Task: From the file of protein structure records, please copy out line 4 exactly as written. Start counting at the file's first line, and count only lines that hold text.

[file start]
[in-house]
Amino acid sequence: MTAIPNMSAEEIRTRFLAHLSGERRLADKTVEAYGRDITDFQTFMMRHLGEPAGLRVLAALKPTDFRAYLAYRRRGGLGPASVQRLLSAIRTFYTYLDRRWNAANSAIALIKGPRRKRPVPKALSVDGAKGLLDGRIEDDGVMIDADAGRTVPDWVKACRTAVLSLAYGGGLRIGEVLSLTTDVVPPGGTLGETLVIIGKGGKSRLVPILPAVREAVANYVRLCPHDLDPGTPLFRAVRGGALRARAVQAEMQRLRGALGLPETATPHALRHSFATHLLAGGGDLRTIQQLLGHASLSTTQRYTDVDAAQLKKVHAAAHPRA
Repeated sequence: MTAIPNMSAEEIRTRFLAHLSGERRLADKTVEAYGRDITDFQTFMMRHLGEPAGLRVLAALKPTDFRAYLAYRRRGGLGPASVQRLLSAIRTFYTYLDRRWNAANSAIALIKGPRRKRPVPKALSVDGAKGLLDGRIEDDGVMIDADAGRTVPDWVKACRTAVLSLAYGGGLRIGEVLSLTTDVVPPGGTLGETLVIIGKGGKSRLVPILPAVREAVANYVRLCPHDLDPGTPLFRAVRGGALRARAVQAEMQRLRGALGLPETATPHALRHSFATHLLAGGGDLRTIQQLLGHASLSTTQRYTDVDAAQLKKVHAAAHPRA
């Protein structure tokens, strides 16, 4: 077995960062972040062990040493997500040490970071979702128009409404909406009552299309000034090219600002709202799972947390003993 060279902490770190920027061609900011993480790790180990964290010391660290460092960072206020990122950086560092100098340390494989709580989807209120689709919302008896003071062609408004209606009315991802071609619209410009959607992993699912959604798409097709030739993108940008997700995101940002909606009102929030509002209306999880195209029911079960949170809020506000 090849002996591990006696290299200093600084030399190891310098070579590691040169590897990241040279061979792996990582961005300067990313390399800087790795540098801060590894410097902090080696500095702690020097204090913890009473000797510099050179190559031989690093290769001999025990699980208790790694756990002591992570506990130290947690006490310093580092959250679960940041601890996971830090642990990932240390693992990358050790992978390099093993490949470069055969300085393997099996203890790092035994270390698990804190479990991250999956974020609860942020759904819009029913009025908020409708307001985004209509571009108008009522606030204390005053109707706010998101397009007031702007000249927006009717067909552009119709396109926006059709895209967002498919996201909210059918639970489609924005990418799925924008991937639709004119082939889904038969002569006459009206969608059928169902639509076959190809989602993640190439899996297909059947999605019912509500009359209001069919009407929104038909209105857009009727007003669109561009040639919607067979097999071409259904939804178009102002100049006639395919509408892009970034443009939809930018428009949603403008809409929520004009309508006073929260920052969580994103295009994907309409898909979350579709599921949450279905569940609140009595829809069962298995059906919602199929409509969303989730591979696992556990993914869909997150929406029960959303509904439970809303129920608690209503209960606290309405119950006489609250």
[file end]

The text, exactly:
């Protein structure tokens, strides 16, 4: 077995960062972040062990040493997500040490970071979702128009409404909406009552299309000034090219600002709202799972947390003993 060279902490770190920027061609900011993480790790180990964290010391660290460092960072206020990122950086560092100098340390494989709580989807209120689709919302008896003071062609408004209606009315991802071609619209410009959607992993699912959604798409097709030739993108940008997700995101940002909606009102929030509002209306999880195209029911079960949170809020506000 090849002996591990006696290299200093600084030399190891310098070579590691040169590897990241040279061979792996990582961005300067990313390399800087790795540098801060590894410097902090080696500095702690020097204090913890009473000797510099050179190559031989690093290769001999025990699980208790790694756990002591992570506990130290947690006490310093580092959250679960940041601890996971830090642990990932240390693992990358050790992978390099093993490949470069055969300085393997099996203890790092035994270390698990804190479990991250999956974020609860942020759904819009029913009025908020409708307001985004209509571009108008009522606030204390005053109707706010998101397009007031702007000249927006009717067909552009119709396109926006059709895209967002498919996201909210059918639970489609924005990418799925924008991937639709004119082939889904038969002569006459009206969608059928169902639509076959190809989602993640190439899996297909059947999605019912509500009359209001069919009407929104038909209105857009009727007003669109561009040639919607067979097999071409259904939804178009102002100049006639395919509408892009970034443009939809930018428009949603403008809409929520004009309508006073929260920052969580994103295009994907309409898909979350579709599921949450279905569940609140009595829809069962298995059906919602199929409509969303989730591979696992556990993914869909997150929406029960959303509904439970809303129920608690209503209960606290309405119950006489609250």